Legal and Equitable Rights and Liabilities as to Trees and Woods

Legal and Equitable Rights and Liabilities as to Trees and Woods

by Richard Davis Craig
     
 
This is a reproduction of a book published before 1923. This book may have occasional imperfections such as missing or blurred pages, poor pictures, errant marks, etc. that were either part of the original artifact, or were introduced by the scanning process. We believe this work is culturally important, and despite the imperfections, have elected to bring it back

Overview

This is a reproduction of a book published before 1923. This book may have occasional imperfections such as missing or blurred pages, poor pictures, errant marks, etc. that were either part of the original artifact, or were introduced by the scanning process. We believe this work is culturally important, and despite the imperfections, have elected to bring it back into print as part of our continuing commitment to the preservation of printed works worldwide. We appreciate your understanding of the imperfections in the preservation process, and hope you enjoy this valuable book.

Product Details

ISBN-13:
2940027173401
Publisher:
Hodges, Smith
Format:
NOOK Book
File size:
367 KB

Read an Excerpt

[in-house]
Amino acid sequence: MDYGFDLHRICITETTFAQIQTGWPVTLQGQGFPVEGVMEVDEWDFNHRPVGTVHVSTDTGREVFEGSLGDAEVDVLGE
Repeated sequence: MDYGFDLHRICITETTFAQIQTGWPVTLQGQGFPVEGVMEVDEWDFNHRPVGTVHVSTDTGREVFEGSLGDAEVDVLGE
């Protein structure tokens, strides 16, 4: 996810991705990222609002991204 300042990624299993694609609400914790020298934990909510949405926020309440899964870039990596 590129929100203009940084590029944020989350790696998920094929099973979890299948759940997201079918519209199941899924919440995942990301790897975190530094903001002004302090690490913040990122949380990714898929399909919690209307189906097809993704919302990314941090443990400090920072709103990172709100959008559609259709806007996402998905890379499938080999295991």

TEEES AND WOODS. GENERAL OBSERVATIONS. An owner of lands, upon which trees stand, may deal with the trees as he pleases,—if the lands are of freehold tenure, if his interest is a fee simple or a fee tail, if it is in possession, if it is not liable to be defeated, or put an end to, by any contingency, if his enjoyment is not shared by any co-owner, as joint tenant or tenant in common, if he is in personal occupation, if he is not subject to any charge or incumbrance, or to any agreement for a lease, or to any right of estovers (in common or otherwise), or to any forestal rights of the Crown or its grantees, and if the trees do not assist to keep up the bank of a stream in which other persons are interested ; but, unless his position, with reference to his lands and the trees upon it, answers precisely to this description, he will find, from the following pages, that his rights to the trees are more or less limited; and he will even find that the enjoyment of the most absolute right to trees is subject to some minor liabilities for the public advantage, and that he needs some legal protection for its security. It is comparatively seldom that a landowner's interest is, in all respects, what is thus described : and whenever it is not, it is important that he should know, as accurately as he can, what his rights and his duties are. It is hoped that the subdivisions to be presently stated and explained will assist his inquiries in this respect. CHAPTER I. BIGHTS BETWEEN LESSOR AND LESSEE. A Lease for years, or from year to year, of land, without mentioning trees, will give to the lessee, during his tenancy, certain rights to the use and enjoyment of all trees, standing, or tostand, on the property; and the lessor must not touch them. The rights of the lessee, if unre...

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